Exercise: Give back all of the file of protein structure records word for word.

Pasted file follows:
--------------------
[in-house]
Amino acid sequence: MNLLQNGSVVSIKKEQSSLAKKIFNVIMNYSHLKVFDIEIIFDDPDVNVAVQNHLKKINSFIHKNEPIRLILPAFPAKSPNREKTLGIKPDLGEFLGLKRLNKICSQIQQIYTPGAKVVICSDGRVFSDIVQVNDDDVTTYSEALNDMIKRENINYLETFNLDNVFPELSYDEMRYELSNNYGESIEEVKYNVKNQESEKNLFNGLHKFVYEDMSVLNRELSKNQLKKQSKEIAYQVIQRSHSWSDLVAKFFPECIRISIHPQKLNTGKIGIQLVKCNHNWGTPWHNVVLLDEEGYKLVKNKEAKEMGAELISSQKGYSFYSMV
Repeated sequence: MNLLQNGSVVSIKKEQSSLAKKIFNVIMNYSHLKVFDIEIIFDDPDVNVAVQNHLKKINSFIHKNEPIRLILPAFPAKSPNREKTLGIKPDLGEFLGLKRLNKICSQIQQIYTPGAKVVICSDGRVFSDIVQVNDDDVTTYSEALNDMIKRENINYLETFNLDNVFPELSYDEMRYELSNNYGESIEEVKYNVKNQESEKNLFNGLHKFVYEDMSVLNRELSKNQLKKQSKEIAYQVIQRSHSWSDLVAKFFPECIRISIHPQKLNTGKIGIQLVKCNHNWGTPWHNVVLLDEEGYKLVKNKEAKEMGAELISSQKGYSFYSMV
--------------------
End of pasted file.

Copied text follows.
[in-house]
Amino acid sequence: MNLLQNGSVVSIKKEQSSLAKKIFNVIMNYSHLKVFDIEIIFDDPDVNVAVQNHLKKINSFIHKNEPIRLILPAFPAKSPNREKTLGIKPDLGEFLGLKRLNKICSQIQQIYTPGAKVVICSDGRVFSDIVQVNDDDVTTYSEALNDMIKRENINYLETFNLDNVFPELSYDEMRYELSNNYGESIEEVKYNVKNQESEKNLFNGLHKFVYEDMSVLNRELSKNQLKKQSKEIAYQVIQRSHSWSDLVAKFFPECIRISIHPQKLNTGKIGIQLVKCNHNWGTPWHNVVLLDEEGYKLVKNKEAKEMGAELISSQKGYSFYSMV
Repeated sequence: MNLLQNGSVVSIKKEQSSLAKKIFNVIMNYSHLKVFDIEIIFDDPDVNVAVQNHLKKINSFIHKNEPIRLILPAFPAKSPNREKTLGIKPDLGEFLGLKRLNKICSQIQQIYTPGAKVVICSDGRVFSDIVQVNDDDVTTYSEALNDMIKRENINYLETFNLDNVFPELSYDEMRYELSNNYGESIEEVKYNVKNQESEKNLFNGLHKFVYEDMSVLNRELSKNQLKKQSKEIAYQVIQRSHSWSDLVAKFFPECIRISIHPQKLNTGKIGIQLVKCNHNWGTPWHNVVLLDEEGYKLVKNKEAKEMGAELISSQKGYSFYSMV